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Description: Church of St John the Baptist
Date Listed: 13 June 1958
English Heritage Building ID: 259414
OS Grid Reference: SJ4707604502
OS Grid Coordinates: 347076, 304502
Latitude/Longitude: 52.6357, -2.7834
There is also a scheduled monument, Castle Motte 50m South East of St John the Baptist's Church., at the same location as this building or very close to it. This may be related in some way or possibly a different name for the same structure.
SJ 40 SE CONDOVER C.P. STAPLETON
9/112 Church of St John the
Parish church. Uncoursed sandstone and quartzite rubble with ashlar dressings,
machine tile roof with coped verges. Circa 1190-1210, re-modelled c.1790
with west tower of c.1840; restoration by Slater and Carpenter in 1867.
Nave and chancel in one with former undercroft beneath, west tower and north-
east vestry. Tower: 3 stepped stages with pointed angle quoins and voussoirs;
4 round-headed openings to belfry with embattled parapet; west window to
second stage, also round-headed, has similar door beneath. Nave: north
side has 2 original lancets to upper stage with broad blocked lancet and
lancet of 1867 to west; division from former undercroft marked by a chamfered
band below which are 3 narrow rectangular slits; flying buttress to centre
c.1867; south side: height of former undercroft again marked by a chamfered
band below which are a wide round-headed doorway and a narrow rectangular
slit to east; above to either side of door are 2 Gothic windows of 1867
with an original lancet to east. Chancel: south side has narrow pointed
priest's door (c.1280) and lancet above to east; 2 recessed windows at ground
level to east with spherical triangular tracery c.1867; one lancet on north
to east of gabled vestry, moved eastwards when the vestry and present east
wall (including the triple lancet window) were built in 1867. Interior: no
trace now remains of the undercroft (removed in 1786) except for the dispos-
ition of the windows; arch-braced roof to nave in 5 bays (1867), the eastern-
most truss supported on 2 stone shafts with foliated capitals; contemporary
trussed rafter roof with scissor bracing to chancel; west gallery with richly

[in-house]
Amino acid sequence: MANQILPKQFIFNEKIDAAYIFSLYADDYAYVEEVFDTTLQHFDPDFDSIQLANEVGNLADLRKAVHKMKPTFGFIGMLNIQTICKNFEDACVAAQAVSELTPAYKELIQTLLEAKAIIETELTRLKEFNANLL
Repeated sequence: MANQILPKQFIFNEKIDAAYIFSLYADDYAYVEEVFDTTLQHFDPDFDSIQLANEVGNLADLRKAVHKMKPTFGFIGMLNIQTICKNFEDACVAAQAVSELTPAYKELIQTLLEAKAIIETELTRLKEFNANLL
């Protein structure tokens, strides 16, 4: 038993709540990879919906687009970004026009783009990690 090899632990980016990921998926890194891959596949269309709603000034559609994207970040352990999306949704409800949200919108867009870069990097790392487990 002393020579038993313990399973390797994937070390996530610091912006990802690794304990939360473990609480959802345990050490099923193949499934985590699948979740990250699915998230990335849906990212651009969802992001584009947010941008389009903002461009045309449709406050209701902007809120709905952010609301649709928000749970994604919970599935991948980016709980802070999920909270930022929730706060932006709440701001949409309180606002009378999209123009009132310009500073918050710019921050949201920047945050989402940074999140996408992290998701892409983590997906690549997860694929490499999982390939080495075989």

carved and painted organ, also 1867; twin sedilia on south and piscina in
north wall date to C19 restoration, but the rectangular recess high up on
the south wall is probably a medieval piscina and presumably served the upper
level of the church; pointed-arched recesses in north and south walls at
west end of chancel are re-cut early C13 work, but their function is unclear;
round-headed doorway to tower with raised keystone and imposts (c.1790)
has nail-studded door; altar fronted by C17 decorative oak panelling and
flanked by 2 tall painted German candlesticks (c.1500), late C19 wall painting
to east wall; plain mid-C19 octagonal font is said to have come from the
Church of the Holy Trinity, Uppington (q.v. under Uppington C.P.); a piece
of embroidery hanging in a frame on the south wall is reputed to have been
worked by Mary Queen of Scots and a board on north wall commemorates the
repair of the church in 1790. Monument: wall memorial to Thomas Meyrick
(died 1778) in tower. The church was probably originally a dependent
chapelry of Condover (q.v. under Church of St Mary and St Andrew, Condover).
A motte (Scheduled Ancient Monument, County No.183) stands approximately
50m to south-east. B.o.E., p.293; D.H.S. Cranage, The Churches of
Shropshire, Part 6 (1903). Pp.509-13.
Listing NGR: SJ4707604502
This text is a legacy record and has not been updated since the building was originally listed. Details of the building may have changed in the intervening time. You should not rely on this listing as an accurate description of the building.
Source: English Heritage
Listed building text is © Crown Copyright. Reproduced under licence.